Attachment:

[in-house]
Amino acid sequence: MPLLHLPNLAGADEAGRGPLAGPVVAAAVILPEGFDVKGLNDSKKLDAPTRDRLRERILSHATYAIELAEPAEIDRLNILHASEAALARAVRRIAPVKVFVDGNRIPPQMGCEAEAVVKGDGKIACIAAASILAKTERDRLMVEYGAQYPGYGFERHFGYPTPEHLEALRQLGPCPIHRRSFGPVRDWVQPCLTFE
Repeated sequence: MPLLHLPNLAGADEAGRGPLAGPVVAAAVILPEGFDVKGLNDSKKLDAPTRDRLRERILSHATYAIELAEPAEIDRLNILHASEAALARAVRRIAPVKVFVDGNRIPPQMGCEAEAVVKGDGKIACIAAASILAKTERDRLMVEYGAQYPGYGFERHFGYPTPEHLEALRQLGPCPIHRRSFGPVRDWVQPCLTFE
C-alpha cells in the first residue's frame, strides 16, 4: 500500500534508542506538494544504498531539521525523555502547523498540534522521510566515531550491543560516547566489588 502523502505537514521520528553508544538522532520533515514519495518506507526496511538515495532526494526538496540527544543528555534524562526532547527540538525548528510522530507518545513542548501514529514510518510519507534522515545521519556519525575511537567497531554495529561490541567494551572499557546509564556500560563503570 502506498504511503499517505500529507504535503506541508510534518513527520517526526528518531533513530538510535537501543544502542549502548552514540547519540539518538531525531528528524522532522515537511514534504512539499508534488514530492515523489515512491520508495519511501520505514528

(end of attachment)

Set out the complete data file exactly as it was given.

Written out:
[in-house]
Amino acid sequence: MPLLHLPNLAGADEAGRGPLAGPVVAAAVILPEGFDVKGLNDSKKLDAPTRDRLRERILSHATYAIELAEPAEIDRLNILHASEAALARAVRRIAPVKVFVDGNRIPPQMGCEAEAVVKGDGKIACIAAASILAKTERDRLMVEYGAQYPGYGFERHFGYPTPEHLEALRQLGPCPIHRRSFGPVRDWVQPCLTFE
Repeated sequence: MPLLHLPNLAGADEAGRGPLAGPVVAAAVILPEGFDVKGLNDSKKLDAPTRDRLRERILSHATYAIELAEPAEIDRLNILHASEAALARAVRRIAPVKVFVDGNRIPPQMGCEAEAVVKGDGKIACIAAASILAKTERDRLMVEYGAQYPGYGFERHFGYPTPEHLEALRQLGPCPIHRRSFGPVRDWVQPCLTFE
C-alpha cells in the first residue's frame, strides 16, 4: 500500500534508542506538494544504498531539521525523555502547523498540534522521510566515531550491543560516547566489588 502523502505537514521520528553508544538522532520533515514519495518506507526496511538515495532526494526538496540527544543528555534524562526532547527540538525548528510522530507518545513542548501514529514510518510519507534522515545521519556519525575511537567497531554495529561490541567494551572499557546509564556500560563503570 502506498504511503499517505500529507504535503506541508510534518513527520517526526528518531533513530538510535537501543544502542549502548552514540547519540539518538531525531528528524522532522515537511514534504512539499508534488514530492515523489515512491520508495519511501520505514528